The presence of foam to-go boxes around town shows that many restaurants aren't taking even minimal steps to green up. Yes, eco-friendly packaging, locally grown veggies, and naturally raised meats tend to cost more. But spots have proven the model can work, with customers willing to pay for what they believe is right.
Help by voting with your dollar, and support places that invest in making change as much as making money. You can seek them out with the free LocalFood CS app. And below, you'll find a short list of local leaders who've made significant efforts toward sustainability. Tweet us @csindependent with #SimpliCity if you know of anyone else deserving extra credit.
Adam's Mountain Café
Adam's (26 Manitou Ave., Manitou Springs, adamsmountain.com) commits to buying local or organic first, is around 75 percent GMO-free, and runs with a menu that's nearly three-quarters vegetarian. All seafood meets Monterey Bay Aquarium Seafood Watch List guidelines, and the café purchases from area entities such as Arkansas Valley Organic Growers (AVOG) and Austin Family Farms. Freshness and excellence reign.
Bingo Burger & Skirted Heifer
A lot of chains vie for attention with burgers that admittedly taste good, but include no nods toward sustainability. Two downtown spots that deserve your patronage instead are the Skirted Heifer (204 N. Tejon St., goo.gl/k2opIh) and Bingo Burger (132 N. Tejon St., bingoburger.com). Both serve grass-fed Colorado beef and make many other efforts, such as incorporating recycled materials into their sharp decors. Bingo also uses San Luis Valley potatoes and Pueblo chilies, and pours an impressive variety of Colorado beers.
Margarita at PineCreek
Look no further than the Margarita's hosting of the Colorado Farm & Art Market on growing-season Saturdays to see that this kitchen is tied to local food producers more tightly than anyone else in town. Locally procured items of course remain seasonal across the eclectic menus, but the Margarita (7350 Pine Creek Road, margaritaatpinecreek.com) emphasizes their use at lunch, brunch and dinner alike. Overall, the restaurant demonstrates beautifully how fine dining can be mindful at many turns.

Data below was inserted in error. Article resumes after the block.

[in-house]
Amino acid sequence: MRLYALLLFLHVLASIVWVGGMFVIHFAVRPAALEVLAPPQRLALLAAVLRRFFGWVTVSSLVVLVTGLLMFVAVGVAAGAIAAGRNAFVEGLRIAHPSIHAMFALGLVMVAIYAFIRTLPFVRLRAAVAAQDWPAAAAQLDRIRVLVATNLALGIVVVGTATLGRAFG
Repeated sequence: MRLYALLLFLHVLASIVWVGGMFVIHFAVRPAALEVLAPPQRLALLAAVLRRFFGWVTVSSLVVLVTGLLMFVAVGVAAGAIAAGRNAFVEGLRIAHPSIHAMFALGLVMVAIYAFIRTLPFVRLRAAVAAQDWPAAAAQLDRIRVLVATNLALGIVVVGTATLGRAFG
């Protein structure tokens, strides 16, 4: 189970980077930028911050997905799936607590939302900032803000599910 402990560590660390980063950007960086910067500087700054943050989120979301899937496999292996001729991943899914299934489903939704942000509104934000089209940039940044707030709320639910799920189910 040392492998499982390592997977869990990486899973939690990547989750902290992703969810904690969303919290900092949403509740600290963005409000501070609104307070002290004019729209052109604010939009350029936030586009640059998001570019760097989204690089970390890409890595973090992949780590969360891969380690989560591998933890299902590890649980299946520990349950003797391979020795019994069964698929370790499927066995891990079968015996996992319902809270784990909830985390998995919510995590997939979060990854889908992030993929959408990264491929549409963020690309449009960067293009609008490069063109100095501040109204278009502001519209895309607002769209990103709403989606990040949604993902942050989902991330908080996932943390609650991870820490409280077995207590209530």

Pizzeria Rustica & TAPAteria
Pizzeria Rustica (2527 W. Colorado Ave., pizzeriarustica.com) holds a rare four stars from the Green Restaurant Association, and nearby sister outfit TAPAteria (2607 W. Colorado Ave., tapateria.com) follows the same practices, though it hasn't been certified. Everything here matters, from low-flow sprayer heads to LED lighting, recycling, composting and buying local, where possible. Co-owner Dave Brackett has extended himself to make sure that your authentic Italian wood-oven pizza or Spanish tapas plates arrive as low-impact as possible.
Seeds Community Cafe
Not to mix social consciousness with earth-friendliness, but Seeds (109 E. Pikes Peak Ave., seedscommunitycafe.org) firstly serves the wider community with its "pay as you can afford" model. The cool part beyond that is wide sourcing of local items, from locally baked bread to organic produce from urban gardens and natural meat options. Offering modest portions, with seconds if you desire them, cuts down drastically on food waste — one of the wider industry's biggest problems.
Among other "green" eateries, you'll find: Ola Juice Bar (27 E. Kiowa St., olajuicebar.com), Nosh (121 S. Tejon St., nosh121.com), The Blue Star (1645 S. Tejon St., thebluestar.net), Garden of the Gods Gourmet (410 S. 26th St., godsgourmet.com), and eateries across The Broadmoor (1 Lake Ave., broadmoor.com).
Correction, July, 30, 2015
An earlier version of this article stated that Adam's Mountain Café is GMO-free. In fact, according to owner Farley McDonough, they are currently around 75 percent GMO-free with an ultimate goal of becoming 100 percent GMO-free.
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